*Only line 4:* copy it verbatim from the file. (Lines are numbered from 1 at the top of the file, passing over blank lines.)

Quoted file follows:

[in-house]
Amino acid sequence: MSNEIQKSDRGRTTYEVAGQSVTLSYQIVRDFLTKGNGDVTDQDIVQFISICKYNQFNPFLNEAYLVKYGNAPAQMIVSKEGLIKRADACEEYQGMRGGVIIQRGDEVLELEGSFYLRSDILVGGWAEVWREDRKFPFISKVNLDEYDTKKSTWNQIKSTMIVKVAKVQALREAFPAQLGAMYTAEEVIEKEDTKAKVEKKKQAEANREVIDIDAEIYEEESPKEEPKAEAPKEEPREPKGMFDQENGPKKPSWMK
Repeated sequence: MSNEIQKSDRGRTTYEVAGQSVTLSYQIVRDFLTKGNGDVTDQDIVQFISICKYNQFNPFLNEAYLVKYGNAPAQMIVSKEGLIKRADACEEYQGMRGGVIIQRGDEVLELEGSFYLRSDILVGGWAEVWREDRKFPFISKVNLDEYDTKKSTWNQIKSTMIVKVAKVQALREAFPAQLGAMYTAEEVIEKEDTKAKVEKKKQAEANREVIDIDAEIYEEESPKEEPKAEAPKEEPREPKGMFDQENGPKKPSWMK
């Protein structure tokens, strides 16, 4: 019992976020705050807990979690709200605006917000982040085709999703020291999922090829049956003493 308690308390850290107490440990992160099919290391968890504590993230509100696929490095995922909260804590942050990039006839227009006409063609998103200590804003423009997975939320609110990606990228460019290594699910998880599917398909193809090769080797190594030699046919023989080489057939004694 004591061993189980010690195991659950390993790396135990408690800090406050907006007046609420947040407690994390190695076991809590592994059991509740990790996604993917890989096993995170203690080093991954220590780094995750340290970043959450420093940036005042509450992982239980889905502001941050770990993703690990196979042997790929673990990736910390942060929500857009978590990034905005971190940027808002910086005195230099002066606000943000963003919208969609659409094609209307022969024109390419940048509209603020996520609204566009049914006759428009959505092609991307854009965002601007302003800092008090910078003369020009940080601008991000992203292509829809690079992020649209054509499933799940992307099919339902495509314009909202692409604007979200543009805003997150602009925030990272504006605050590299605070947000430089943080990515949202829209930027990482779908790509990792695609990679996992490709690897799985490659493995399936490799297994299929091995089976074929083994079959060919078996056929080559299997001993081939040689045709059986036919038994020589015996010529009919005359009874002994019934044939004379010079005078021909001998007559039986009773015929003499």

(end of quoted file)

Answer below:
């Protein structure tokens, strides 16, 4: 019992976020705050807990979690709200605006917000982040085709999703020291999922090829049956003493 308690308390850290107490440990992160099919290391968890504590993230509100696929490095995922909260804590942050990039006839227009006409063609998103200590804003423009997975939320609110990606990228460019290594699910998880599917398909193809090769080797190594030699046919023989080489057939004694 004591061993189980010690195991659950390993790396135990408690800090406050907006007046609420947040407690994390190695076991809590592994059991509740990790996604993917890989096993995170203690080093991954220590780094995750340290970043959450420093940036005042509450992982239980889905502001941050770990993703690990196979042997790929673990990736910390942060929500857009978590990034905005971190940027808002910086005195230099002066606000943000963003919208969609659409094609209307022969024109390419940048509209603020996520609204566009049914006759428009959505092609991307854009965002601007302003800092008090910078003369020009940080601008991000992203292509829809690079992020649209054509499933799940992307099919339902495509314009909202692409604007979200543009805003997150602009925030990272504006605050590299605070947000430089943080990515949202829209930027990482779908790509990792695609990679996992490709690897799985490659493995399936490799297994299929091995089976074929083994079959060919078996056929080559299997001993081939040689045709059986036919038994020589015996010529009919005359009874002994019934044939004379010079005078021909001998007559039986009773015929003499």